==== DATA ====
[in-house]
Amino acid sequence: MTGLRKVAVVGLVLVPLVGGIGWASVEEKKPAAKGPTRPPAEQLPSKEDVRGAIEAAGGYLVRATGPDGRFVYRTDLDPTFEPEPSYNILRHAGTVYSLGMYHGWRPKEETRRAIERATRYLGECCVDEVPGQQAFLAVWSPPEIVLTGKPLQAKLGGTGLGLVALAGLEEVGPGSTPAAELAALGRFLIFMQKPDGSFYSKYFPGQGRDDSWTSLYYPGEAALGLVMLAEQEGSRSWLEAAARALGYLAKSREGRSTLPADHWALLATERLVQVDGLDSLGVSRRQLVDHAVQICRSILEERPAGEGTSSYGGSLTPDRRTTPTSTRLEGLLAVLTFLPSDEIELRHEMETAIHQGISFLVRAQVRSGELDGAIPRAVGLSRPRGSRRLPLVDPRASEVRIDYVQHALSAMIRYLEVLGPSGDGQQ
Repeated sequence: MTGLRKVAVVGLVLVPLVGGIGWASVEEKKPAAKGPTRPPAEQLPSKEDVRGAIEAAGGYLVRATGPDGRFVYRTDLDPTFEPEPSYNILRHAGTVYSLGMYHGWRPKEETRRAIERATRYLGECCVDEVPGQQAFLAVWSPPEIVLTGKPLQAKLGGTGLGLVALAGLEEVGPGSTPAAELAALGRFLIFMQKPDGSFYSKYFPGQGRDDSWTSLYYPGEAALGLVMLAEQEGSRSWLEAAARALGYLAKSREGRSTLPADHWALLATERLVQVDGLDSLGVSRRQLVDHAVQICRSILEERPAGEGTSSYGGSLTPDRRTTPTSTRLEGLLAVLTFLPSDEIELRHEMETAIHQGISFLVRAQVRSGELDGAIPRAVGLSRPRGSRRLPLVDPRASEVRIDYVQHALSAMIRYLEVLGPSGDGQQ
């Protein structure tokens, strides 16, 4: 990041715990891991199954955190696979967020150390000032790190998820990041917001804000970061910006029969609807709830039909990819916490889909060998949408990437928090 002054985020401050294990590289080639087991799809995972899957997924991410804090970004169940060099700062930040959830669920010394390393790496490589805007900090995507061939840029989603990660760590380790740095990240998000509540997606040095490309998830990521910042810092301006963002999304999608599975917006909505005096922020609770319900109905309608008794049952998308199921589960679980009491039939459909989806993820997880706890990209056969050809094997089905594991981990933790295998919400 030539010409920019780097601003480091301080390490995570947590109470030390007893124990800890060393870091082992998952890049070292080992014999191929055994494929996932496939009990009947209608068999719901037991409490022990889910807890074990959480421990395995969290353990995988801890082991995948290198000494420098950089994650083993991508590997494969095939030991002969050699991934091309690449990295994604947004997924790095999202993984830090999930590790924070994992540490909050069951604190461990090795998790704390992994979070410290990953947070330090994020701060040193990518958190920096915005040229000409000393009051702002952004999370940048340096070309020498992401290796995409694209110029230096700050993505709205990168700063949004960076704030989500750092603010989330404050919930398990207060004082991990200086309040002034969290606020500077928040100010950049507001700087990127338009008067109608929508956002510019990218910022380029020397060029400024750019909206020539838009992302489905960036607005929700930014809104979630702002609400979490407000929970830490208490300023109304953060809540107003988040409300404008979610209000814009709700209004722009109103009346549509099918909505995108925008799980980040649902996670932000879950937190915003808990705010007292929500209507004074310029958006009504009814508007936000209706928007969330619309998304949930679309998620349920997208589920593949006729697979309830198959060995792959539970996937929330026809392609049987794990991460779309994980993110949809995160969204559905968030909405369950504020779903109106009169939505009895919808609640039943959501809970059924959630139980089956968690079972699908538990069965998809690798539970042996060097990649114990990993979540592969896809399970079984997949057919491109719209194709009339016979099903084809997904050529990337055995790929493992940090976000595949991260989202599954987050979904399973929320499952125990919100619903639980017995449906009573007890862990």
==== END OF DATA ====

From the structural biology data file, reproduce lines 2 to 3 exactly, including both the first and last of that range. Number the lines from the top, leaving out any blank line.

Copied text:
Amino acid sequence: MTGLRKVAVVGLVLVPLVGGIGWASVEEKKPAAKGPTRPPAEQLPSKEDVRGAIEAAGGYLVRATGPDGRFVYRTDLDPTFEPEPSYNILRHAGTVYSLGMYHGWRPKEETRRAIERATRYLGECCVDEVPGQQAFLAVWSPPEIVLTGKPLQAKLGGTGLGLVALAGLEEVGPGSTPAAELAALGRFLIFMQKPDGSFYSKYFPGQGRDDSWTSLYYPGEAALGLVMLAEQEGSRSWLEAAARALGYLAKSREGRSTLPADHWALLATERLVQVDGLDSLGVSRRQLVDHAVQICRSILEERPAGEGTSSYGGSLTPDRRTTPTSTRLEGLLAVLTFLPSDEIELRHEMETAIHQGISFLVRAQVRSGELDGAIPRAVGLSRPRGSRRLPLVDPRASEVRIDYVQHALSAMIRYLEVLGPSGDGQQ
Repeated sequence: MTGLRKVAVVGLVLVPLVGGIGWASVEEKKPAAKGPTRPPAEQLPSKEDVRGAIEAAGGYLVRATGPDGRFVYRTDLDPTFEPEPSYNILRHAGTVYSLGMYHGWRPKEETRRAIERATRYLGECCVDEVPGQQAFLAVWSPPEIVLTGKPLQAKLGGTGLGLVALAGLEEVGPGSTPAAELAALGRFLIFMQKPDGSFYSKYFPGQGRDDSWTSLYYPGEAALGLVMLAEQEGSRSWLEAAARALGYLAKSREGRSTLPADHWALLATERLVQVDGLDSLGVSRRQLVDHAVQICRSILEERPAGEGTSSYGGSLTPDRRTTPTSTRLEGLLAVLTFLPSDEIELRHEMETAIHQGISFLVRAQVRSGELDGAIPRAVGLSRPRGSRRLPLVDPRASEVRIDYVQHALSAMIRYLEVLGPSGDGQQ